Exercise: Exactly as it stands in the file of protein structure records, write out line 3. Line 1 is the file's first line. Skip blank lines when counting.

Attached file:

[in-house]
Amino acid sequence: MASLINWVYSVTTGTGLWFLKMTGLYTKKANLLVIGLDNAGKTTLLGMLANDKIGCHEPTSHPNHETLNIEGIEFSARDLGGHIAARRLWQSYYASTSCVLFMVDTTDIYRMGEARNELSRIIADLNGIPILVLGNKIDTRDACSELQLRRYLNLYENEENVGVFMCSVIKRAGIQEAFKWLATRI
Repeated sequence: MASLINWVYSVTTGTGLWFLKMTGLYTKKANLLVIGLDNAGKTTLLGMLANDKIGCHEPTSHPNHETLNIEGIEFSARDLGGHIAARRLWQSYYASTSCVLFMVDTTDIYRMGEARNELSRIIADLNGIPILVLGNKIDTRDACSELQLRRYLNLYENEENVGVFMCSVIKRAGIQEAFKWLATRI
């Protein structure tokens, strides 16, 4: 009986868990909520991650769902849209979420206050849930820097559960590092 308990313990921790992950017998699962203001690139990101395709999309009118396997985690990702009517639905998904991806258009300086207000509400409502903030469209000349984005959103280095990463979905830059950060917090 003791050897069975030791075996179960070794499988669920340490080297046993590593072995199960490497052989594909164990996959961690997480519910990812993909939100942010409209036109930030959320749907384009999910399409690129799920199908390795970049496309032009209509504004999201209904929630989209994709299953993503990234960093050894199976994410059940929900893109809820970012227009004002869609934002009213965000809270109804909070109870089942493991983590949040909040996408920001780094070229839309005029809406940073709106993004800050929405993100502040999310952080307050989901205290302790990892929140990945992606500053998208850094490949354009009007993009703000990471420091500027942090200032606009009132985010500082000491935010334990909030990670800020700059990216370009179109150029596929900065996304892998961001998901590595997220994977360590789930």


Repeated sequence: MASLINWVYSVTTGTGLWFLKMTGLYTKKANLLVIGLDNAGKTTLLGMLANDKIGCHEPTSHPNHETLNIEGIEFSARDLGGHIAARRLWQSYYASTSCVLFMVDTTDIYRMGEARNELSRIIADLNGIPILVLGNKIDTRDACSELQLRRYLNLYENEENVGVFMCSVIKRAGIQEAFKWLATRI